Having surfaced recently from being completely immersed in the writings of Dr. Rupert Sheldrake’s book, Dogs That Know When Their Owners Are Coming Home (start here and work backwards if you missed my musings on Sheldrake) I used the recent flight across to London to start into the book by Jeffrey Moussaieff Masson Dogs Never Lie About Love.

Masson's book

While I might disagree with some minor aspects of the way that dogs relate to humans, the essential premise of the book is very powerful.

Indeed, the very last sentence of Chapter 2, Why We Cherish Dogs reads as follows:

Questers of the truth, that’s who dogs are; seekers after the invisible scent of another’s authentic core.

For me, any attempt to seek our own ‘authentic core’ can only come from understanding the power of remaining in the present.  Dogs do this so naturally and instinctively.  As Masson writes a little earlier in the above chapter,

A dog does not tremble at the thought of his own mortality; I doubt if a dog ever thinks about a time when he will no longer be alive.  So when we are with a dog, we, too, enter a kind of timeless realm, where the future becomes irrelevant.

One could almost imagine this being the ancient wisdom of the teachings of Buddha!

Anyway, in a rather serendipitous manner, just before starting this essay, I read my weekly News and Notes from Terry Hershey.  This is what he wrote about being in the present.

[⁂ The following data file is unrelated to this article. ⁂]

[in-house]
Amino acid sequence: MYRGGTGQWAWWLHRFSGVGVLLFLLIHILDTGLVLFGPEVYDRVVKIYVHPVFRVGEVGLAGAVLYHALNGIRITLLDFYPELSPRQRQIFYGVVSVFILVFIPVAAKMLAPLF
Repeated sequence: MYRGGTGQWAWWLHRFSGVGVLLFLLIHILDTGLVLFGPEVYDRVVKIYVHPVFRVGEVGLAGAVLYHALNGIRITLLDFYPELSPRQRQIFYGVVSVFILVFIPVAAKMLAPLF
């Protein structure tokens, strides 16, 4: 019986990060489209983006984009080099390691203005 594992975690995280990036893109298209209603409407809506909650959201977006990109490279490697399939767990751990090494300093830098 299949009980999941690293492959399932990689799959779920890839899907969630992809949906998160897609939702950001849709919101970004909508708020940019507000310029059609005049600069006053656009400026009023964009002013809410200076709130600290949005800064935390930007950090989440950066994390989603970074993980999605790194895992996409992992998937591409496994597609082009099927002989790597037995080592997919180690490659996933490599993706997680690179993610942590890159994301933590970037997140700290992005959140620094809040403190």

Did you see Mr. Holland’s Opus? About Glenn Holland’s lifetime of teaching music to a high school band. In one scene he is giving a private lesson to Gertrude. She is playing clarinet, making noises that can only be described as other-worldly. He is clearly frustrated. As is she. Finally Mr. Holland says, “Let me ask you a question. When you look in the mirror what do you like best about yourself?”

“My hair,” says Gertrude.

“Why?”

“Well, my father always says that it reminds him of the sunset.”

After a pause, Mr. Holland says, “Okay.  Close your eyes this time. And play the sunset.”

And from her clarinet? Music. Sweet music.

Sometime today, I invite you to set aside the manual, or the list, or the prescription.

Take a Sabbath moment. . . close your eyes and play the sunset.

Mary Oliver describes such a moment this way, “. . .a seizure of happiness. Time seemed to vanish. Urgency vanished.”

Because, in such a moment, we are in, quite literally, a State of Grace.  In other words, what we experience here is not as a means to anything else.

If I am to focused on evaluating, I cannot bask in the moment.

If I am measuring and weighing, I cannot marvel at little miracles.

If I am anticipating a payoff, I cannot give thanks for simple pleasures.

If I am feeling guilty about not hearing or living the music, I cannot luxuriate in the wonders of the day.

Living in the present is not specifically mentioned but how else could one interpret these beautiful concepts.

Dogs That Know When Their Owners Are Coming Home

What an amazing book this is.

Amazing!

I have written about Dr Rupert Sheldrake a few times on Learning from Dogs for pretty obvious reasons!  You can do a search on the Blog under ‘sheldrake’ but here are a couple of links.  Serious Learning from Dogs on January 10th, 2011 and Time for a rethink on the 14th April, 2011.

Anyway, I am now well towards the end of Sheldrake’s revised book, Dogs That Know When Their Owners Are Coming Home and it is more than fascinating.  Bit short of time just now so please forgive me if I do no more than show this video which sets out some of the background to the book.  Sheldrake’s website is here, by the way.